Creative Industry Related Information for Graphic Designers & Web Designers!

4 Essential Website Design Tips for Piano Teachers

Posted: July 26th, 2017 | Author: | Filed under: Articles, Design | Tags: , , , , , | No Comments »

The piano is one of the most versatile instruments in music, spanning several genres from classical to jazz and contemporary pop music. If you are a piano teacher, this diversity of styles should guarantee a steady flow of students, but without a good website, they simply won’t know who you are and how to get in touch. To help you establish a successful studio, we’ve put together four essential website design tips for piano teachers. Let’s begin our journey.

1. Embrace the Internet

The first step that many piano teachers need to take has less to do with domain names and javascript and more to do with their way of working. There was a time when piano teachers thrived through word of mouth referrals. You may still attract some students this way, but with increased competition and a highly mobile and selective generation of students (and their parents), one of the best ways to make yourself known is by using the internet.

The internet has also become an excellent medium for piano teachers who wish to further their education. Excellent programs like the online master of music in music education can be completed from any location thanks to the internet and Rutgers Online. You could even become a well-known authority on music just by publishing your views online or boost your reputation by posting videos of your performances, lessons, and masterclasses.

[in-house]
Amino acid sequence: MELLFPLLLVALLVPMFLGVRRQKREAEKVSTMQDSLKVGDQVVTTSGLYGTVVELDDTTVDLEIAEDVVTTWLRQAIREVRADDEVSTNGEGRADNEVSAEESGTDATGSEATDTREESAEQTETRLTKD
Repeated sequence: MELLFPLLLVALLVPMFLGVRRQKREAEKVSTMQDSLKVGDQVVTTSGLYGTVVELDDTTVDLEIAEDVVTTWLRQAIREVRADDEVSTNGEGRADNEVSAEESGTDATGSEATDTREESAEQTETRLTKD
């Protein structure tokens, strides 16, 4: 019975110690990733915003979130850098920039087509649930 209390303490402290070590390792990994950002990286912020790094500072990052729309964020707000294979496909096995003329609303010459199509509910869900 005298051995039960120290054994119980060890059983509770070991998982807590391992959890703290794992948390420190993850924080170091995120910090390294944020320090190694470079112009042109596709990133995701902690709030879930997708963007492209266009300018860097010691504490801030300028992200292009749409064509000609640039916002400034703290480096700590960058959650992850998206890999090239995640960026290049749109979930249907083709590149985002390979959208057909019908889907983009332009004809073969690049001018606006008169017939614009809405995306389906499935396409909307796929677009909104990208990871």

2. Get the Right Design – at an Affordable Budget

To harness the internet’s huge potential, you need the right website. You’ll want to use the services of a professional web designer, but don’t pay too much when you’re first starting out. With a budget of $500-$1,000, you should be able to get your website up and running with the right design and functionality to attract visitors and secure new students.

3. Don’t Promote Yourself – Sell the Experience You Offer

Today’s customer is wary of self-promoting teachers who fill their websites with information about their own achievements and fail to mention the true benefit of becoming a student: the enriching process of learning an instrument. While it’s important to mention your qualifications, awards, and achievements, it’s equally important to describe your teaching philosophy, the approach you take to students, and the things you do to develop students musically, spiritually and psychologically.

4. Answer Students’ Questions Before They Ask them

Students and parents searching for a new piano teacher usually have a few common questions in mind: has the teacher completed a college degree or online MMME Program? Do they take beginners? How much do they charge? Do they train students for enjoyment, prepare them for exams and competitions, or both?